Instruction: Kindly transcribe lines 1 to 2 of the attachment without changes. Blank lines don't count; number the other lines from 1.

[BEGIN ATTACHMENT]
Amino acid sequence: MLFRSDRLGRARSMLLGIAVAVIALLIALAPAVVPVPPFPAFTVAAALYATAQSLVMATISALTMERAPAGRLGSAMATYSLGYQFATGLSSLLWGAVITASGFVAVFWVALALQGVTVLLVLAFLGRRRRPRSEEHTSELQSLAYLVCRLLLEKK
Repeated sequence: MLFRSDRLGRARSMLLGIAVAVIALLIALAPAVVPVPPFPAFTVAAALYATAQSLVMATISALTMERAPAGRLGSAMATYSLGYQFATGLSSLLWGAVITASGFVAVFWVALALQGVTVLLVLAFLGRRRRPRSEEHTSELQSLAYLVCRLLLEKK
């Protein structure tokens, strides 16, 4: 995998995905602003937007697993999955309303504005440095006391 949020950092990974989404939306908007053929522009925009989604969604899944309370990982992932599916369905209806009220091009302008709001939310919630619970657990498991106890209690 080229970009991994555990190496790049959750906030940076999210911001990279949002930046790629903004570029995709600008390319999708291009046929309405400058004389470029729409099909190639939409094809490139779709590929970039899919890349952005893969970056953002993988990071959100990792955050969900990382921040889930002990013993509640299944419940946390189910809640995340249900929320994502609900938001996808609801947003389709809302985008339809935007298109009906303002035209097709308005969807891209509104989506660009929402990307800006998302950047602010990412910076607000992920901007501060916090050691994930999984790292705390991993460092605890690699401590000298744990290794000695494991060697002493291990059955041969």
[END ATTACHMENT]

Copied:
Amino acid sequence: MLFRSDRLGRARSMLLGIAVAVIALLIALAPAVVPVPPFPAFTVAAALYATAQSLVMATISALTMERAPAGRLGSAMATYSLGYQFATGLSSLLWGAVITASGFVAVFWVALALQGVTVLLVLAFLGRRRRPRSEEHTSELQSLAYLVCRLLLEKK
Repeated sequence: MLFRSDRLGRARSMLLGIAVAVIALLIALAPAVVPVPPFPAFTVAAALYATAQSLVMATISALTMERAPAGRLGSAMATYSLGYQFATGLSSLLWGAVITASGFVAVFWVALALQGVTVLLVLAFLGRRRRPRSEEHTSELQSLAYLVCRLLLEKK